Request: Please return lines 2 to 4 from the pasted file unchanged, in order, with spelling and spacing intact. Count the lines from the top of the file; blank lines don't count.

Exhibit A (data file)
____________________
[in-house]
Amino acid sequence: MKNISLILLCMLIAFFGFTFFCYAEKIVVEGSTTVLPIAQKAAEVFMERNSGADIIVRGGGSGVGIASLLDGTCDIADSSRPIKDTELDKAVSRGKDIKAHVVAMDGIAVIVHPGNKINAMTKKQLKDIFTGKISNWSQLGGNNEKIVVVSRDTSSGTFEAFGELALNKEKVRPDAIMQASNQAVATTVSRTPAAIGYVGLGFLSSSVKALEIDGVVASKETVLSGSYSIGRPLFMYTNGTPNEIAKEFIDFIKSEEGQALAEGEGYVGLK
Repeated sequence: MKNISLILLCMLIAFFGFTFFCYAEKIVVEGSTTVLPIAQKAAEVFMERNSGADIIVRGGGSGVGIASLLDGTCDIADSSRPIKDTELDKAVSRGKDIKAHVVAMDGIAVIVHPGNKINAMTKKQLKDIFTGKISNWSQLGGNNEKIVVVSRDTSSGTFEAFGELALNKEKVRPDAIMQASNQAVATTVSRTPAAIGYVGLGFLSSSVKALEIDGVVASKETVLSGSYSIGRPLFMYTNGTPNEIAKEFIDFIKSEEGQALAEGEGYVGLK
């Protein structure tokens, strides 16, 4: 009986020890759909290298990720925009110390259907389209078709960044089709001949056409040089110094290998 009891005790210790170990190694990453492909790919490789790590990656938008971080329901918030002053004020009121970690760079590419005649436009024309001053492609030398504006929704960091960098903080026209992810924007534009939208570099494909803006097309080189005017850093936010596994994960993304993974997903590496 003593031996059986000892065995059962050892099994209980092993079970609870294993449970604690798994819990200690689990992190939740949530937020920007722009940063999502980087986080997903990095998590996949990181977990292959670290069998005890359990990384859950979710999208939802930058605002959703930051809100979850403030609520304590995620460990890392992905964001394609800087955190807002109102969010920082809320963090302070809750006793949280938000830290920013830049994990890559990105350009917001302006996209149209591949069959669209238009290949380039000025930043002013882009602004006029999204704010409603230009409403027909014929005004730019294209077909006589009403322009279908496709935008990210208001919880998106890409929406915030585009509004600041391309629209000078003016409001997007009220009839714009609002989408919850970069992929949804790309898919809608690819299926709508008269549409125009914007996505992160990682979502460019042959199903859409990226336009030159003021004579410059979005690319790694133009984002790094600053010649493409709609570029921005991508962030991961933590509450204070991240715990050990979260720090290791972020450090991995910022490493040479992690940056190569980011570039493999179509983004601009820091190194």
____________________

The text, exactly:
Amino acid sequence: MKNISLILLCMLIAFFGFTFFCYAEKIVVEGSTTVLPIAQKAAEVFMERNSGADIIVRGGGSGVGIASLLDGTCDIADSSRPIKDTELDKAVSRGKDIKAHVVAMDGIAVIVHPGNKINAMTKKQLKDIFTGKISNWSQLGGNNEKIVVVSRDTSSGTFEAFGELALNKEKVRPDAIMQASNQAVATTVSRTPAAIGYVGLGFLSSSVKALEIDGVVASKETVLSGSYSIGRPLFMYTNGTPNEIAKEFIDFIKSEEGQALAEGEGYVGLK
Repeated sequence: MKNISLILLCMLIAFFGFTFFCYAEKIVVEGSTTVLPIAQKAAEVFMERNSGADIIVRGGGSGVGIASLLDGTCDIADSSRPIKDTELDKAVSRGKDIKAHVVAMDGIAVIVHPGNKINAMTKKQLKDIFTGKISNWSQLGGNNEKIVVVSRDTSSGTFEAFGELALNKEKVRPDAIMQASNQAVATTVSRTPAAIGYVGLGFLSSSVKALEIDGVVASKETVLSGSYSIGRPLFMYTNGTPNEIAKEFIDFIKSEEGQALAEGEGYVGLK
């Protein structure tokens, strides 16, 4: 009986020890759909290298990720925009110390259907389209078709960044089709001949056409040089110094290998 009891005790210790170990190694990453492909790919490789790590990656938008971080329901918030002053004020009121970690760079590419005649436009024309001053492609030398504006929704960091960098903080026209992810924007534009939208570099494909803006097309080189005017850093936010596994994960993304993974997903590496 003593031996059986000892065995059962050892099994209980092993079970609870294993449970604690798994819990200690689990992190939740949530937020920007722009940063999502980087986080997903990095998590996949990181977990292959670290069998005890359990990384859950979710999208939802930058605002959703930051809100979850403030609520304590995620460990890392992905964001394609800087955190807002109102969010920082809320963090302070809750006793949280938000830290920013830049994990890559990105350009917001302006996209149209591949069959669209238009290949380039000025930043002013882009602004006029999204704010409603230009409403027909014929005004730019294209077909006589009403322009279908496709935008990210208001919880998106890409929406915030585009509004600041391309629209000078003016409001997007009220009839714009609002989408919850970069992929949804790309898919809608690819299926709508008269549409125009914007996505992160990682979502460019042959199903859409990226336009030159003021004579410059979005690319790694133009984002790094600053010649493409709609570029921005991508962030991961933590509450204070991240715990050990979260720090290791972020450090991995910022490493040479992690940056190569980011570039493999179509983004601009820091190194």